By Kevin Sweeney
Two weeks ago, Nate Oats was talking about Buffalo being on the right track towards shedding the mid-major status.
“We’re not there yet. But we’re climbing in the right direction for sure,” Oats said in an interview with John Wawrow of the Associated Press before Buffalo’s NCAA Tournament game. against Arizona State.
The Bulls certainly didn’t look like a mid-major that night, absolutely dismantling the Sun Devils and former UB head coach Bobby Hurley in impressive fashion.
Shortly thereafter, Buffalo saw its season end in blowout fashion at the hands of Texas Tech. Despite that loss ending the careers of a trio of stars in CJ Massinburg, Nick Perkins, and Jeremy Harris, the future looked bright. Oats had plenty of talent in the pipeline, whether it be promising youngsters Jayvon Graves & Jeenathan Williams, transfers Antwain Johnson and Gabe Grant, or a loaded JUCO recruiting class that featured a pair of top-25 recruits. Furthermore, Oats signed a long-term contract extension during the MAC Tournament that would bump his salary to more than 800k per year. Buffalo had done everything to show Oats it was committed to building a power, and Oats had said all the right things about wanting to build something at UB.
Then, just like that, Oats was on a plane to Tuscaloosa as the new head coach at Alabama. The same Alabama school that has one NCAA Tournament win in the last decade, while Buffalo has two wins in the last two years under Oats.
Oats didn’t leave for a blue blood, but rather a football school with aging facilities. Even still, Alabama is without a doubt a better job than Buffalo, one with far more money in a better conference and higher upside.
It’s the latest clear statement that successful mid-major coaches leaving is a matter of when, not if.
Nate Oats wasn’t the elusive “next Mark Few”. Neither was Shaka Smart, Dan Hurley, Archie Miller, Steve Prohm, Kermit Davis, or any other hugely successful mid-major coach.
No mid-major can match the money, resources, and other advantages of the high-major level. Alabama basically tripled the record compensation package Buffalo had put together for Oats. How many of the Buffalo fans calling their former coach “Snake Oats” would turn down a job that tripled their salary and had higher prestige in their profession?
Despite the continued success of mid-major teams against the nation’s elite in the NCAA Tournament, inequality between the “haves” and “have nots” of college basketball has never been higher. TV revenue for the biggest conferences has continued to spike while mid-majors battle to balance a budget. Would Mark Few have stayed at Gonzaga in today’s climate? We may never know, but I do know the gap was larger now than it was then.
So as Nevada head coach Eric Musselman’s name continues to swirl as a “strong candidate” at Arkansas, no one should be surprised. Nevada has shown their commitment to building a power, putting together a reported $1 million per year package along with increased commitment through things such as increased charter flights, more staff members, and facilities upgrades. The Pack built about as talented a roster as is possible at the mid-major level this season, with high-profile transfers abound along with a 5-star recruit in Jordan Brown. Still, it wasn’t enough to put together a true national title contender, with Nevada folding down the stretch and seeing their season end in the first round of the NCAA Tournament.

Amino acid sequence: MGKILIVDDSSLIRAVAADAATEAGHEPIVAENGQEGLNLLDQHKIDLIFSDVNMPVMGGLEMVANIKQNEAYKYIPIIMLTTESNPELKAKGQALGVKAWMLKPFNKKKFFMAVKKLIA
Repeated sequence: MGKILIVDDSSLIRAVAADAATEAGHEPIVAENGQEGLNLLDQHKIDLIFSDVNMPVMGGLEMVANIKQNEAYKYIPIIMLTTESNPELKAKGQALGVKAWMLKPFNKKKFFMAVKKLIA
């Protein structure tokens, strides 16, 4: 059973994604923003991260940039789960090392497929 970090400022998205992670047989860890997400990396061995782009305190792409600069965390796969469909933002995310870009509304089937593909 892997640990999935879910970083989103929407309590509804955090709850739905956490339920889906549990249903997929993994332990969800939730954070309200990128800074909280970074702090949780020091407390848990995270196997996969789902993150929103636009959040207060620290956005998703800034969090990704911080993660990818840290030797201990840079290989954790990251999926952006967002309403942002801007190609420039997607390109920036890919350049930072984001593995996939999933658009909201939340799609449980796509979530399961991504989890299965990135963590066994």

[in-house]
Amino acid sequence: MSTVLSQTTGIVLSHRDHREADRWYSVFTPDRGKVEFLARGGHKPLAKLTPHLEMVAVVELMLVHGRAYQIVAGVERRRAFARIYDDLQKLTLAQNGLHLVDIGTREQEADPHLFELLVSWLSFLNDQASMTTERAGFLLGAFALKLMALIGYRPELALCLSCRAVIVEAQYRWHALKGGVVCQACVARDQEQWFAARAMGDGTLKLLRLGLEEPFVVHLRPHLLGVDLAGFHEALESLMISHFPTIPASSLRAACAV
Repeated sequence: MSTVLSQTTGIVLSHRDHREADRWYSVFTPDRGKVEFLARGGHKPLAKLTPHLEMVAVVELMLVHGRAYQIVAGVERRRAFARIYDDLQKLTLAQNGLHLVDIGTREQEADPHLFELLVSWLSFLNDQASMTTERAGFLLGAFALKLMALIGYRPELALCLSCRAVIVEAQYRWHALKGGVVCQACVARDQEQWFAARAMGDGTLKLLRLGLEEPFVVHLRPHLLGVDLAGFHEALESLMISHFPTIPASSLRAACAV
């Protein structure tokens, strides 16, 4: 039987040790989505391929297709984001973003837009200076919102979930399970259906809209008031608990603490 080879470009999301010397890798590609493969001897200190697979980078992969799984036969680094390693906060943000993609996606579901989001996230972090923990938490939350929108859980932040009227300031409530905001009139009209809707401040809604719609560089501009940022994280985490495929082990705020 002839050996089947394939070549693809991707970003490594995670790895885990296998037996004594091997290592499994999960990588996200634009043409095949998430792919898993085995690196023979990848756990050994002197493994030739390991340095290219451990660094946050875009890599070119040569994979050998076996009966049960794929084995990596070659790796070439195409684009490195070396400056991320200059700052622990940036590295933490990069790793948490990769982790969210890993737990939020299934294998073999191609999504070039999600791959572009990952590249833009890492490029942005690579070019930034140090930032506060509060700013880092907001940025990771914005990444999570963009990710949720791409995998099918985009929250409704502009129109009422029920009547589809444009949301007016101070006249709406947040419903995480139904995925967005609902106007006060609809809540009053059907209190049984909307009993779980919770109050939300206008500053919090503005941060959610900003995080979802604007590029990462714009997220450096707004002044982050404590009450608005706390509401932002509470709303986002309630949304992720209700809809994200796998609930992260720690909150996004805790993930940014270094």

Realistically, the ceiling is lower at Nevada than it is at Arkansas. How much better a roster can Musselman put together in Reno? It took him three years of relentless work to land Brown, the highest-profile recruit of his tenure so far. Now, he’s working to land Kyree Walker, another highly-touted prep product. That said, it’s much harder to sell an elite recruit on Nevada than it is on an SEC school like Arkansas. Throw in the bigger budget for recruiting, the huge fan support, the exposure an SEC school gets, and much more, and a place like Arkansas is clearly a better job than Nevada.
The only way to keep a coach like Musselman or Oats long-term is to even out the money (or at least get close– see what the Koch brothers are bankrolling for Gregg Marshall at Wichita State) AND to have a coach who wants to stay forever.
Both Buffalo and Nevada have done almost everything right. They have good athletic directors, supportive administrations, and boosters who have tried to step up. Unfortunately, it looks like neither could do quite enough.
That’s how it is at this level. Accept it.
Hope and pray you can find your Nate Oats, who elevates your program to new heights. Those NCAA Tournament wins and big-time regular season upsets over West Virginia and Syracuse brought Buffalo basketball into the spotlight in a way it had never been before. It likely brought in millions of dollars worth of media exposure for the school, and engaged a fanbase in ways never seen before at UB. Hope that finding your Nate Oats helps you land a higher level of candidate when your Nate Oats leaves, and that new coach continues to build your program up. Eventually, maybe you exit mid-major status like Butler or Xavier has. Even then, you might not be in the clear to keep your coach forever. But the goal has to be to continue to build.
Eric Musselman brought Nevada back from being at the bottom. His 4-year run brought the program new life. If he leaves for Arkansas, it isn’t a criticism of Nevada. It’s a fact of life at this level.